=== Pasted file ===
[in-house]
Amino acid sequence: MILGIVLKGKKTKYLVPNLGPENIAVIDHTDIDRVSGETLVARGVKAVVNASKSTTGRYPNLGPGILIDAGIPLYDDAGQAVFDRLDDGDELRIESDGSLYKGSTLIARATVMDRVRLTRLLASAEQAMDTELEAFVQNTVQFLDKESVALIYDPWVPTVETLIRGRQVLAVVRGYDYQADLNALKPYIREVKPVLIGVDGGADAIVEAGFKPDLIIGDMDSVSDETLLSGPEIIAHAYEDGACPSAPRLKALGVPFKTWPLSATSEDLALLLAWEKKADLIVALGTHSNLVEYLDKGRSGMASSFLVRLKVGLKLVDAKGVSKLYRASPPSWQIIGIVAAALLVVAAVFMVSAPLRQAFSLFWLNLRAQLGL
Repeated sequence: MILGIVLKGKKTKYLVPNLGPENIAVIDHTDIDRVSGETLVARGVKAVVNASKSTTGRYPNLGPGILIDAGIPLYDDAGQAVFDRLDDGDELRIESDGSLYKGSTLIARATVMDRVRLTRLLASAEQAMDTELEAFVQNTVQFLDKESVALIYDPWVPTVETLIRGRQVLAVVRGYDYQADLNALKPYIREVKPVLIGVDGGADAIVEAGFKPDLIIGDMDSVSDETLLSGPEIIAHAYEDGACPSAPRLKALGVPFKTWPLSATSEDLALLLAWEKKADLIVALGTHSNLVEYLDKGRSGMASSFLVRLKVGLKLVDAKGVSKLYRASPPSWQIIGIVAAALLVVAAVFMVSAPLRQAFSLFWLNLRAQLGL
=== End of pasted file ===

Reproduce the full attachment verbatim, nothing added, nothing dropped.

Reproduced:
[in-house]
Amino acid sequence: MILGIVLKGKKTKYLVPNLGPENIAVIDHTDIDRVSGETLVARGVKAVVNASKSTTGRYPNLGPGILIDAGIPLYDDAGQAVFDRLDDGDELRIESDGSLYKGSTLIARATVMDRVRLTRLLASAEQAMDTELEAFVQNTVQFLDKESVALIYDPWVPTVETLIRGRQVLAVVRGYDYQADLNALKPYIREVKPVLIGVDGGADAIVEAGFKPDLIIGDMDSVSDETLLSGPEIIAHAYEDGACPSAPRLKALGVPFKTWPLSATSEDLALLLAWEKKADLIVALGTHSNLVEYLDKGRSGMASSFLVRLKVGLKLVDAKGVSKLYRASPPSWQIIGIVAAALLVVAAVFMVSAPLRQAFSLFWLNLRAQLGL
Repeated sequence: MILGIVLKGKKTKYLVPNLGPENIAVIDHTDIDRVSGETLVARGVKAVVNASKSTTGRYPNLGPGILIDAGIPLYDDAGQAVFDRLDDGDELRIESDGSLYKGSTLIARATVMDRVRLTRLLASAEQAMDTELEAFVQNTVQFLDKESVALIYDPWVPTVETLIRGRQVLAVVRGYDYQADLNALKPYIREVKPVLIGVDGGADAIVEAGFKPDLIIGDMDSVSDETLLSGPEIIAHAYEDGACPSAPRLKALGVPFKTWPLSATSEDLALLLAWEKKADLIVALGTHSNLVEYLDKGRSGMASSFLVRLKVGLKLVDAKGVSKLYRASPPSWQIIGIVAAALLVVAAVFMVSAPLRQAFSLFWLNLRAQLGL